French President Emmanuel Macron is in hot water, again. His comment that Europe “must not get caught up in crises that are not ours” in reference to Taiwan has caused outrage on both sides of the Atlantic. In the United States, politicians are questioning why the U.S. should continue to subsidise European security when its leaders undermine U.S. interests in the Indo-Pacific. The only place the interview was welcomed was in Beijing, with praise from Chinese Communist Party leaders and a gushing op-ed in the Party’s mouthpiece The Global Times.
When it comes to Taiwan, Macron does not speak for Europe. In recent days, leaders from Poland, Czech Republic, and Lithuania, have all reaffirmed their strong support for Taipei. Even in Germany, which has the largest trading relationship with China of any EU member state, Chancellor Olaf Scholz is clear that Beijing would face consequences if it attempted to change the status quo in Taiwan by force. This was a message Foreign Minister Annalena Baerbock reiterated in Beijing on Friday.
Macron’s views are increasingly out of step with European thinking. What happens in Taiwan matters deeply to Europe.
Taiwan has developed into one of the world’s most advanced economies and become a vibrant pluralistic democracy. It has become a beacon of liberty in the region, in sharp contrast to an increasingly aggressive and autocratic China. Twenty-four million Taiwanese citizens are clear they want to decide their own future, free of pressure from Beijing. Europe and the entire democratic world must support that ambition.
Military escalation in the Taiwan strait, or Chinese domination of the island, would also be a serious threat to Europe’s economic interests. More than 60 percent of global maritime trade passes through the South China Sea. The outbreak of a significant conflict there would send shockwaves around the world. The economic impact would be magnitudes higher than the war in Ukraine or the COVID-19 pandemic. Taiwan also produces over 60 percent of the world’s semiconductors and about 90 percent of the most advanced ones. If Beijing controlled this manufacturing, that would give it a major chokehold on the global economy and would place European governments and firms in a position of weakness.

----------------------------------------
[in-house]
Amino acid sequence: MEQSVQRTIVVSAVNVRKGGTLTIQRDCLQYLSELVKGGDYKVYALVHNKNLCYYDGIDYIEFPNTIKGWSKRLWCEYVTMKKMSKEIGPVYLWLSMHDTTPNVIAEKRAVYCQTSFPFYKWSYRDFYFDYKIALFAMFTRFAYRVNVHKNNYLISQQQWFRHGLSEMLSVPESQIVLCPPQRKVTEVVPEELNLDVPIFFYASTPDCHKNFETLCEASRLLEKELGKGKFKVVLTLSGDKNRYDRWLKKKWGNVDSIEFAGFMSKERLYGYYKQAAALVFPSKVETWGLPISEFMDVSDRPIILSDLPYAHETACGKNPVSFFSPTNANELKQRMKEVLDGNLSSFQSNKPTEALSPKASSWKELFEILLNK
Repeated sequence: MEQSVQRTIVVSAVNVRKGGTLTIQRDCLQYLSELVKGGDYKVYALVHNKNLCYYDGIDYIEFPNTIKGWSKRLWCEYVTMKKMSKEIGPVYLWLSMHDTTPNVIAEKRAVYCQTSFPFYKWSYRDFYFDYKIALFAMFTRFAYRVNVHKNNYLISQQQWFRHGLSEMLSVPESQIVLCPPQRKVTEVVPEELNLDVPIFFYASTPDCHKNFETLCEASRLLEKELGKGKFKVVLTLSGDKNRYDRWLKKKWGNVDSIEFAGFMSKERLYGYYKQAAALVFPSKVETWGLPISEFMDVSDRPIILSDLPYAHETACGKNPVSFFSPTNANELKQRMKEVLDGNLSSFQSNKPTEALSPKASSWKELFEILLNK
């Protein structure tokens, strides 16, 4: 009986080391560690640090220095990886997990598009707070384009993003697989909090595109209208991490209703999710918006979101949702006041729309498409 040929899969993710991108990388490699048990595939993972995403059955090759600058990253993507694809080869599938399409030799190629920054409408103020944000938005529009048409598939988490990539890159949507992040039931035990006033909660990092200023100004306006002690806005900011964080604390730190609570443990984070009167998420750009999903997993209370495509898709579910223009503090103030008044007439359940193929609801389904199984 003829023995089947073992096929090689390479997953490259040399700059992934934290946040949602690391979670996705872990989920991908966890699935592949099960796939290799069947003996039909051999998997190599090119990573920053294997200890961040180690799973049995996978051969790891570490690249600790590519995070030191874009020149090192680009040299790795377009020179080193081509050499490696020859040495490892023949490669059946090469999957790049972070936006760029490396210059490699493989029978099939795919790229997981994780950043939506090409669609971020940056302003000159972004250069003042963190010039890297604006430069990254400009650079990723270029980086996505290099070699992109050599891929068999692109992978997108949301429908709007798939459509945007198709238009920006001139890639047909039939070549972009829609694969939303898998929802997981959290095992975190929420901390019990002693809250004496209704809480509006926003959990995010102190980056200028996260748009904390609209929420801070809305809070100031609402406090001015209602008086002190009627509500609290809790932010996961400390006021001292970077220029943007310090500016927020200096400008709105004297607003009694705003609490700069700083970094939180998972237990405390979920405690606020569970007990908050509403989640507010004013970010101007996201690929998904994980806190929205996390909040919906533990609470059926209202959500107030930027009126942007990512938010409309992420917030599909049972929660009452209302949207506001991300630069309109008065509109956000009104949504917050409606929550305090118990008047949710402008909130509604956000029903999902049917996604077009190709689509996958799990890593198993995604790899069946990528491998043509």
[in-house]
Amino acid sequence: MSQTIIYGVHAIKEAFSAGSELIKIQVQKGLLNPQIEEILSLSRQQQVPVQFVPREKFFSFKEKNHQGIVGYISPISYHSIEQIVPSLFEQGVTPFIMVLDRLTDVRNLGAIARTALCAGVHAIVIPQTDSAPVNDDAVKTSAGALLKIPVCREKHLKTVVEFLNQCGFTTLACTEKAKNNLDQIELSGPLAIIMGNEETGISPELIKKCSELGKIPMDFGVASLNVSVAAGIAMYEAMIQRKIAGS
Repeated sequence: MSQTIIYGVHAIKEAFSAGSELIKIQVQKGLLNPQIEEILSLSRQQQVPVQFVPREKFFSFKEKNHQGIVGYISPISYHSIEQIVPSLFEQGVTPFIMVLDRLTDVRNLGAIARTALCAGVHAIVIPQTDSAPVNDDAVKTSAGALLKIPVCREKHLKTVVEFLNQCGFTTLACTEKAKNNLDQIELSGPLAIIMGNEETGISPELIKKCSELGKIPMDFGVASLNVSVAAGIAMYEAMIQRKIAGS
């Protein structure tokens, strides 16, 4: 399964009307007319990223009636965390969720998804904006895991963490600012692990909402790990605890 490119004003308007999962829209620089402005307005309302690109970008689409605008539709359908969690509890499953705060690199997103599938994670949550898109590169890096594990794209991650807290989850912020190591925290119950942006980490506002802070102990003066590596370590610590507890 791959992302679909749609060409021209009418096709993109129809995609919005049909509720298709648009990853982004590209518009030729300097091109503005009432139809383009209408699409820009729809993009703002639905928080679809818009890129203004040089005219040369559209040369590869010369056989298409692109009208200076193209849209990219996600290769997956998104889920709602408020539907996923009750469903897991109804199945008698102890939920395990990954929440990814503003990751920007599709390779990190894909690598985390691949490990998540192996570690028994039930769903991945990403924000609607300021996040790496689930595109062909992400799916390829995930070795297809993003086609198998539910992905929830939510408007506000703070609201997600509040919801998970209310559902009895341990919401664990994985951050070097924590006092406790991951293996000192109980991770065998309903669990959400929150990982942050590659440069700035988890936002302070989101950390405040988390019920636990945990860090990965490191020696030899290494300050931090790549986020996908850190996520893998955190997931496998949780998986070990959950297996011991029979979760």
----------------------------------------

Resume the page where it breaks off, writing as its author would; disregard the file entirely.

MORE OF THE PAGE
On Taiwan, Europe shares the same interests as the United States. As China steps up military provocations, the democratic world needs to be clear that any attempt to change the status quo would come at an immense cost to Beijing. China relies on exports to global markets to fuel its growth. So, spelling out the economic consequences of an attack in advance can act as a powerful deterrent.
Macron could have used his visit to reinforce this message, instead he called for greater European autonomy from the United States on foreign policy. The timing of the comments was deeply concerning. With democratic values and the rules based international order increasingly under threat, the democratic world needs to draw closer together, not pull itself apart. The war in Ukraine has shown that when we are united, the free world remains a formidable force. In face of an increasingly aggressive China, we need a similarly unified approach.
This does not mean Europe should not be more autonomous in some areas. On defense, Europe must take greater responsibility for its own security. Since Russia’s invasion, the U.S. has provided $47 billion of military aid to the Ukrainian armed forces compared to just $21 billion from all EU member states combined. Meanwhile, only six of NATO’s European allies meet the agreed target of spending 2 percent of GDP on defense. Greater European autonomy would not be a way to loosen the transatlantic alliance, it would bolster it. If European countries can play a bigger role in guaranteeing security on their own continent, the U.S. can focus more resources on the Indo-Pacific.
If Europe wants to be a global power, it must recognize that comes with responsibility. Strategic autonomy cannot mean strategic isolation. Ensuring our values and interests are protected around the world means working closely with like-minded partners, not pretending there is a middle way between the democratic United States and an authoritarian China.
Nowhere is that clearer than on Taiwan. What happens there will shape the geopolitics of the next century. If we want it to be based on freedom, then we must show resolute support for Taipei’s democracy and speak clearly to Beijing. If we fail to do so, the world’s dictators will gain ground.
As Macron headed back to Paris, Chinese warships gathered in the waters surrounding Taiwan. Fighter jets overhead simulated attack runs on the island. In this heated environment there is a real danger of escalation or miscalculation. Sending mixed signals heightens these risks. So even if Macron does not speak for Europe, his words still matter.
Anders Fogh Rasmussen is the former NATO secretary general and prime minister of Denmark.
The views expressed in this article are the writer’s own.